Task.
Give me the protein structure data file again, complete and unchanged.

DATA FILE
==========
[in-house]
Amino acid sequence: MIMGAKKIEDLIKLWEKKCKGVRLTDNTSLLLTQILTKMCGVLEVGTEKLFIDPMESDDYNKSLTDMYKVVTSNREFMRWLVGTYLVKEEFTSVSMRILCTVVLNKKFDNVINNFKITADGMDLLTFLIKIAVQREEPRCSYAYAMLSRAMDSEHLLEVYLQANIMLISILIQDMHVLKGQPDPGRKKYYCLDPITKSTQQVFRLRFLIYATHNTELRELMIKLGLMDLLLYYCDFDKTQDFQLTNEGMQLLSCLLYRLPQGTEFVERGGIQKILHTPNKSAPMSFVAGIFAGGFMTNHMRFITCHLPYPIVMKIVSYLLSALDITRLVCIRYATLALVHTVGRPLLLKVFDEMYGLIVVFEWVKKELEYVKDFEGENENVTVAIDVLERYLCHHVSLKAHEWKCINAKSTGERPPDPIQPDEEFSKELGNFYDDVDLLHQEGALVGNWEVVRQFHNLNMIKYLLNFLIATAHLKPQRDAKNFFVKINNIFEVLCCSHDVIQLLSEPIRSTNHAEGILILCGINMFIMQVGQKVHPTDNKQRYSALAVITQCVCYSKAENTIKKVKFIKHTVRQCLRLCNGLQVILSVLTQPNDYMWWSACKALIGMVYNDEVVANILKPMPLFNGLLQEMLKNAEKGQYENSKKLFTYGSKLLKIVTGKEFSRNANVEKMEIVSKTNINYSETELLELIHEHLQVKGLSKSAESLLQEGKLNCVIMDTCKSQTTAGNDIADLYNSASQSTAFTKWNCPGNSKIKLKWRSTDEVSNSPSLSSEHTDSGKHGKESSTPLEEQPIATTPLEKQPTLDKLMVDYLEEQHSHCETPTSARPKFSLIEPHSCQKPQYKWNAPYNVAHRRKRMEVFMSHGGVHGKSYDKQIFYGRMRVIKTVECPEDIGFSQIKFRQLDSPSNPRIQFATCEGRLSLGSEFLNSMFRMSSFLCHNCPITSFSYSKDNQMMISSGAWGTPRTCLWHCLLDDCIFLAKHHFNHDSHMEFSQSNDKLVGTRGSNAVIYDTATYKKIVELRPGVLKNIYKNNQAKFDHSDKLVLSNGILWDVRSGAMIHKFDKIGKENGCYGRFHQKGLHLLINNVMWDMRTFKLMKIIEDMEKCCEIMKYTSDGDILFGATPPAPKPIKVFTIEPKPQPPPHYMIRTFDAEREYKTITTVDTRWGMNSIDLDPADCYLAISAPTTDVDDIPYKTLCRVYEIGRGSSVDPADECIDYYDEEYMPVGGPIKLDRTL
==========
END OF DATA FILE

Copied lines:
[in-house]
Amino acid sequence: MIMGAKKIEDLIKLWEKKCKGVRLTDNTSLLLTQILTKMCGVLEVGTEKLFIDPMESDDYNKSLTDMYKVVTSNREFMRWLVGTYLVKEEFTSVSMRILCTVVLNKKFDNVINNFKITADGMDLLTFLIKIAVQREEPRCSYAYAMLSRAMDSEHLLEVYLQANIMLISILIQDMHVLKGQPDPGRKKYYCLDPITKSTQQVFRLRFLIYATHNTELRELMIKLGLMDLLLYYCDFDKTQDFQLTNEGMQLLSCLLYRLPQGTEFVERGGIQKILHTPNKSAPMSFVAGIFAGGFMTNHMRFITCHLPYPIVMKIVSYLLSALDITRLVCIRYATLALVHTVGRPLLLKVFDEMYGLIVVFEWVKKELEYVKDFEGENENVTVAIDVLERYLCHHVSLKAHEWKCINAKSTGERPPDPIQPDEEFSKELGNFYDDVDLLHQEGALVGNWEVVRQFHNLNMIKYLLNFLIATAHLKPQRDAKNFFVKINNIFEVLCCSHDVIQLLSEPIRSTNHAEGILILCGINMFIMQVGQKVHPTDNKQRYSALAVITQCVCYSKAENTIKKVKFIKHTVRQCLRLCNGLQVILSVLTQPNDYMWWSACKALIGMVYNDEVVANILKPMPLFNGLLQEMLKNAEKGQYENSKKLFTYGSKLLKIVTGKEFSRNANVEKMEIVSKTNINYSETELLELIHEHLQVKGLSKSAESLLQEGKLNCVIMDTCKSQTTAGNDIADLYNSASQSTAFTKWNCPGNSKIKLKWRSTDEVSNSPSLSSEHTDSGKHGKESSTPLEEQPIATTPLEKQPTLDKLMVDYLEEQHSHCETPTSARPKFSLIEPHSCQKPQYKWNAPYNVAHRRKRMEVFMSHGGVHGKSYDKQIFYGRMRVIKTVECPEDIGFSQIKFRQLDSPSNPRIQFATCEGRLSLGSEFLNSMFRMSSFLCHNCPITSFSYSKDNQMMISSGAWGTPRTCLWHCLLDDCIFLAKHHFNHDSHMEFSQSNDKLVGTRGSNAVIYDTATYKKIVELRPGVLKNIYKNNQAKFDHSDKLVLSNGILWDVRSGAMIHKFDKIGKENGCYGRFHQKGLHLLINNVMWDMRTFKLMKIIEDMEKCCEIMKYTSDGDILFGATPPAPKPIKVFTIEPKPQPPPHYMIRTFDAEREYKTITTVDTRWGMNSIDLDPADCYLAISAPTTDVDDIPYKTLCRVYEIGRGSSVDPADECIDYYDEEYMPVGGPIKLDRTL